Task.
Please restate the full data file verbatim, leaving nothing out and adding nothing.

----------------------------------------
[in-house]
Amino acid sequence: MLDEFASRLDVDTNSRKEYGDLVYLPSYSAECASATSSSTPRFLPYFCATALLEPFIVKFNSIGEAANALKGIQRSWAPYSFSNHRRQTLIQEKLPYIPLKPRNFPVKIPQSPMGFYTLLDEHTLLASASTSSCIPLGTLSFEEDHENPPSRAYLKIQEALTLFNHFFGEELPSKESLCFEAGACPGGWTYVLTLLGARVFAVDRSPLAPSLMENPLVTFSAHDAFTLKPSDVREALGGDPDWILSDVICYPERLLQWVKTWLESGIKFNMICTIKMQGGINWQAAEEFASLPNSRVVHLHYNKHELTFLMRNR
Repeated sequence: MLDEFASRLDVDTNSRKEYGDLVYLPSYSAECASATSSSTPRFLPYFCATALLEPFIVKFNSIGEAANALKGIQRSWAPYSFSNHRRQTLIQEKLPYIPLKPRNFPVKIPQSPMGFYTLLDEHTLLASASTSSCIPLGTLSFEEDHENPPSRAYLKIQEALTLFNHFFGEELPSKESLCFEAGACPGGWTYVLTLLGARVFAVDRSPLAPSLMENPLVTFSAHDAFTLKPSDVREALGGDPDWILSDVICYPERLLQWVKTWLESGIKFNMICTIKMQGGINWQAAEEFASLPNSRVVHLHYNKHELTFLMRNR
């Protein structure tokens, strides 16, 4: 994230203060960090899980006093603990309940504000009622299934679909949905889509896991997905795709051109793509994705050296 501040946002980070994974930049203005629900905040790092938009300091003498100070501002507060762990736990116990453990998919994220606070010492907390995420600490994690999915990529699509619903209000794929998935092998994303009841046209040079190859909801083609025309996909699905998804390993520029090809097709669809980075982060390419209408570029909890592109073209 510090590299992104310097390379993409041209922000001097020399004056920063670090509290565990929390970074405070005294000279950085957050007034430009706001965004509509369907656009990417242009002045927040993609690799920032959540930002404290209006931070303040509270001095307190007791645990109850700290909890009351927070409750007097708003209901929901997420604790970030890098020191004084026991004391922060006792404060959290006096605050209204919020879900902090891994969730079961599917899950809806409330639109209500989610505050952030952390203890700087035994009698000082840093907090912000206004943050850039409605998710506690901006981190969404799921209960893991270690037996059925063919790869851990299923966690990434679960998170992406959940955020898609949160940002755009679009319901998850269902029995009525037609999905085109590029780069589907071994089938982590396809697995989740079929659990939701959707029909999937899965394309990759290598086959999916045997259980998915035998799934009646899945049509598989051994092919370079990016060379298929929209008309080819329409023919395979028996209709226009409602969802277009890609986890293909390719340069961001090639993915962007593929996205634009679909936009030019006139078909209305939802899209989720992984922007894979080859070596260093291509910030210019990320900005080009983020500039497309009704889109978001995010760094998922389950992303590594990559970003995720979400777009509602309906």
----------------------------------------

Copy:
[in-house]
Amino acid sequence: MLDEFASRLDVDTNSRKEYGDLVYLPSYSAECASATSSSTPRFLPYFCATALLEPFIVKFNSIGEAANALKGIQRSWAPYSFSNHRRQTLIQEKLPYIPLKPRNFPVKIPQSPMGFYTLLDEHTLLASASTSSCIPLGTLSFEEDHENPPSRAYLKIQEALTLFNHFFGEELPSKESLCFEAGACPGGWTYVLTLLGARVFAVDRSPLAPSLMENPLVTFSAHDAFTLKPSDVREALGGDPDWILSDVICYPERLLQWVKTWLESGIKFNMICTIKMQGGINWQAAEEFASLPNSRVVHLHYNKHELTFLMRNR
Repeated sequence: MLDEFASRLDVDTNSRKEYGDLVYLPSYSAECASATSSSTPRFLPYFCATALLEPFIVKFNSIGEAANALKGIQRSWAPYSFSNHRRQTLIQEKLPYIPLKPRNFPVKIPQSPMGFYTLLDEHTLLASASTSSCIPLGTLSFEEDHENPPSRAYLKIQEALTLFNHFFGEELPSKESLCFEAGACPGGWTYVLTLLGARVFAVDRSPLAPSLMENPLVTFSAHDAFTLKPSDVREALGGDPDWILSDVICYPERLLQWVKTWLESGIKFNMICTIKMQGGINWQAAEEFASLPNSRVVHLHYNKHELTFLMRNR
């Protein structure tokens, strides 16, 4: 994230203060960090899980006093603990309940504000009622299934679909949905889509896991997905795709051109793509994705050296 501040946002980070994974930049203005629900905040790092938009300091003498100070501002507060762990736990116990453990998919994220606070010492907390995420600490994690999915990529699509619903209000794929998935092998994303009841046209040079190859909801083609025309996909699905998804390993520029090809097709669809980075982060390419209408570029909890592109073209 510090590299992104310097390379993409041209922000001097020399004056920063670090509290565990929390970074405070005294000279950085957050007034430009706001965004509509369907656009990417242009002045927040993609690799920032959540930002404290209006931070303040509270001095307190007791645990109850700290909890009351927070409750007097708003209901929901997420604790970030890098020191004084026991004391922060006792404060959290006096605050209204919020879900902090891994969730079961599917899950809806409330639109209500989610505050952030952390203890700087035994009698000082840093907090912000206004943050850039409605998710506690901006981190969404799921209960893991270690037996059925063919790869851990299923966690990434679960998170992406959940955020898609949160940002755009679009319901998850269902029995009525037609999905085109590029780069589907071994089938982590396809697995989740079929659990939701959707029909999937899965394309990759290598086959999916045997259980998915035998799934009646899945049509598989051994092919370079990016060379298929929209008309080819329409023919395979028996209709226009409602969802277009890609986890293909390719340069961001090639993915962007593929996205634009679909936009030019006139078909209305939802899209989720992984922007894979080859070596260093291509910030210019990320900005080009983020500039497309009704889109978001995010760094998922389950992303590594990559970003995720979400777009509602309906």